Two years on from Sunderland's 8-0 thrashing at Southampton - are they any better off?
But while much has changed since then, the question must be asked: are things even worse now for the Black Cats than they were then?
Three own goals epitomised Sunderland’s humiliation as they were ripped apart at St Mary’s by a Saints side that would go on to finish seventh in the Premier League.
Gus Poyet was a year into his spell in charge at the club, having steered Sunderland to 14th place the previous season, and his side had struggled to get going in the 2014-15 campaign.
But with one league win ahead of their trip to the south coast, and lying 16th in the table, Poyet’s men had more to console them than David Moyes’ strugglers do today.
At the foot of the league, without a win in their opening eight fixtures and the manager warning almost from the off of a relegation battle ahead, Sunderland fans are braced for long-term pain rather than the type of one-off agony inflicted by the Saints in 2014.
Personnel-wise there has been a big turnaround at the Stadium of Light, with just three of the players involved in that defeat - John O’Shea, Patrick van Aanholt and Jack Rodwell - making Sunderland’s matchday squad against Stoke last weekend.
Vito Mannone, Lee Cattermole and Sebastian Larsson are also still at Sunderland, but injured, while fellow 8-0 veterans Santiago Vergini, Wes Brown, Connor Wickham and Steven Fletcher have all departed.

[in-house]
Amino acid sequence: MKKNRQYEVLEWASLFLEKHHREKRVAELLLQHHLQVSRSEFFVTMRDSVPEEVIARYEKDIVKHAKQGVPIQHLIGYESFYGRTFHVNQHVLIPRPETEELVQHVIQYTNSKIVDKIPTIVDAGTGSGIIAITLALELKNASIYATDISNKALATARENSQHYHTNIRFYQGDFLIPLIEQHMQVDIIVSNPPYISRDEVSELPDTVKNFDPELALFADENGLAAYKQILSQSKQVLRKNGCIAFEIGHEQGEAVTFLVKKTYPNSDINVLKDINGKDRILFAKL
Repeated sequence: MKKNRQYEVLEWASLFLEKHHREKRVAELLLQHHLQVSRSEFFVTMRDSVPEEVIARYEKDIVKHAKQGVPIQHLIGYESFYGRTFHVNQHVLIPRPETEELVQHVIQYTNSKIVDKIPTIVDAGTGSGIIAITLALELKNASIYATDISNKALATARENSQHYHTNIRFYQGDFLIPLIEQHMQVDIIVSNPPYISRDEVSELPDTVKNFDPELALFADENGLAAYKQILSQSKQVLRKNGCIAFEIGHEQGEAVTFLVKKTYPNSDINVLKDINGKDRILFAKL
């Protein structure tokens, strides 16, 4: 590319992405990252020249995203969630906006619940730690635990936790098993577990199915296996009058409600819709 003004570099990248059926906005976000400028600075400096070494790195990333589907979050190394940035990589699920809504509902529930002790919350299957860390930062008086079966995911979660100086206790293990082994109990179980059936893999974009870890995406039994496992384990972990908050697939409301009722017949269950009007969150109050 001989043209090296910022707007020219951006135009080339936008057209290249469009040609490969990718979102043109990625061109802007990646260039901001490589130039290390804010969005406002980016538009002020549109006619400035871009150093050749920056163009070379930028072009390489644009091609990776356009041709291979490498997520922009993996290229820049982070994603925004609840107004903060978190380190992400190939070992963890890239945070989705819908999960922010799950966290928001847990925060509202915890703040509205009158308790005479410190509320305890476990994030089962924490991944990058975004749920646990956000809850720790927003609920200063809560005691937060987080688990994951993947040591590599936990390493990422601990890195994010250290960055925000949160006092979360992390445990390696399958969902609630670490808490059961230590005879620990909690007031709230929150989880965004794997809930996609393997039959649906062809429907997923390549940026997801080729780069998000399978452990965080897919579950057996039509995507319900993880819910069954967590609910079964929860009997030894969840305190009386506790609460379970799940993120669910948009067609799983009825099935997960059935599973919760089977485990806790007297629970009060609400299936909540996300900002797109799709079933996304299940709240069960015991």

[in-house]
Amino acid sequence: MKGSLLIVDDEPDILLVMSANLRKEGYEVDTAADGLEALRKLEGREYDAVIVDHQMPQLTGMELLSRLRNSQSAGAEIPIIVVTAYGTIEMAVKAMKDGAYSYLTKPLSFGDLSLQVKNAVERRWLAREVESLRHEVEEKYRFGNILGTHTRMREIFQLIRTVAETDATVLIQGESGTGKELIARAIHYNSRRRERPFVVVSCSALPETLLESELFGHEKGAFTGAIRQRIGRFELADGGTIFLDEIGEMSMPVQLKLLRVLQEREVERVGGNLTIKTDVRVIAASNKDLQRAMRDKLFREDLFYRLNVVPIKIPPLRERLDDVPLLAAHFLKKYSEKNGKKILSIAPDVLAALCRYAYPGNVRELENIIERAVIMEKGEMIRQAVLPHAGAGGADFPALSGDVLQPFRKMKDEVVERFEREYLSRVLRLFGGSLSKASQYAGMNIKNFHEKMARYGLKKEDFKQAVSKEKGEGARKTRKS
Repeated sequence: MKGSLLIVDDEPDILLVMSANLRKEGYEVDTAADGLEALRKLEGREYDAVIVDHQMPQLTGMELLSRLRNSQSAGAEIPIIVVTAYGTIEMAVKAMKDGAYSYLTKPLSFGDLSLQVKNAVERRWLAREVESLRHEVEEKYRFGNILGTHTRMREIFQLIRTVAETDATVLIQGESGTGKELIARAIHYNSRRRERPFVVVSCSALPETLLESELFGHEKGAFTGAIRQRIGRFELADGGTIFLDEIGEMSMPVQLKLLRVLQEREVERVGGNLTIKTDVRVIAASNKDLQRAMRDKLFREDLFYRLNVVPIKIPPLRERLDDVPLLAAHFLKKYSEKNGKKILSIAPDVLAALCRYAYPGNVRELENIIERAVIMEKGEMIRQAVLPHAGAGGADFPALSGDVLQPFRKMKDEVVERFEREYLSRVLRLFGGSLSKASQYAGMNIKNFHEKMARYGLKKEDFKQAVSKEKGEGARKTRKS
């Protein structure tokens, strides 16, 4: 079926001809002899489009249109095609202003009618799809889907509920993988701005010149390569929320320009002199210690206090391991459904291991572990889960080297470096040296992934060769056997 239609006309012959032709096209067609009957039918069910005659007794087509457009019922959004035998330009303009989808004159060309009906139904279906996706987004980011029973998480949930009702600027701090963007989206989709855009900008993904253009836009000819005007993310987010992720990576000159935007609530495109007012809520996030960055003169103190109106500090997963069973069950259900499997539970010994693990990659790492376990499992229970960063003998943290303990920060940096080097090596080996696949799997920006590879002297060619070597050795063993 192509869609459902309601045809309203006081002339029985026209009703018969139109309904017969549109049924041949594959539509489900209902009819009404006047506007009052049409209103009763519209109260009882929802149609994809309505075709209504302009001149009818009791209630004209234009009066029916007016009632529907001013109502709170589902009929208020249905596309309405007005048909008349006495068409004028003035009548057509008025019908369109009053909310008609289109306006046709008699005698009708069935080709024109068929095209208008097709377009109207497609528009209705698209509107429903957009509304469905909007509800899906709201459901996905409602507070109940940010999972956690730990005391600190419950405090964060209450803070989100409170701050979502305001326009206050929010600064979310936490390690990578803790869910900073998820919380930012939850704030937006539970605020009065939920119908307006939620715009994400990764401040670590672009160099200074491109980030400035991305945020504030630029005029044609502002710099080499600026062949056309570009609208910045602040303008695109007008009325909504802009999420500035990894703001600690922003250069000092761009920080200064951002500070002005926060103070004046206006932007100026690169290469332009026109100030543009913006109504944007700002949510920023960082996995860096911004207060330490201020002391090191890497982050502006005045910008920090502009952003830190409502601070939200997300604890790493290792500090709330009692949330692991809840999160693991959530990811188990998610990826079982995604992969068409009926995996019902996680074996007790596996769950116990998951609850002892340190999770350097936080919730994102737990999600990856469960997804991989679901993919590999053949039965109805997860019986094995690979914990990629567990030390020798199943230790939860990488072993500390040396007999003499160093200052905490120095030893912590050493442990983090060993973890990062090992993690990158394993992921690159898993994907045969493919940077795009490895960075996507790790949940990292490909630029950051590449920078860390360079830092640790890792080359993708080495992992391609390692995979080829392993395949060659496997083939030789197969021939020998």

To Sunderland’s credit, the team that lost at Stoke on Saturday looks vastly better on paper, with more creativity and goal threat in the shape of Wahbi Khazri and Jermain Defoe.
Another plus is the emergence of academy players Jordan Pickford and Duncan Watmore.
But in terms of stability in the dug-out, Sunderland were experiencing a period of relative stability with Poyet in 2014 (he lasted 17 months in the job), while this summer saw Sam Allardyce eventually leave Sunderland for the England job and Moyes become the Black Cats’ sixth boss in barely three years.
Moyes is established at Premier League level, of course, and his reputation for getting the best out of players survived his failure at Manchester United.
But not for much longer unless Sunderland give some hint of a revival this season.
For if there IS a significant plus for Sunderland in 2016 vs 2014, it is that they remain a Premier League club.
Yes, that may have had more to do with other teams self-destructing, but Sunderland’s top-flight status remains intact for another seven months at least.
Yes, a positive for the Wearsiders is the emergence of several talented young players – not least goalkeeper Pickford - who could provide the pillar of their side for years to come.
But that is if they can maintain their Premier League status.
And that is an even bigger "if" now than it was following that humiliation two years ago…
They have managed to avoid another loss as bad as this one, and they remain a top-flight club, but other than that not much has changed for Sunderland.
Will they be able to say the same in two years time?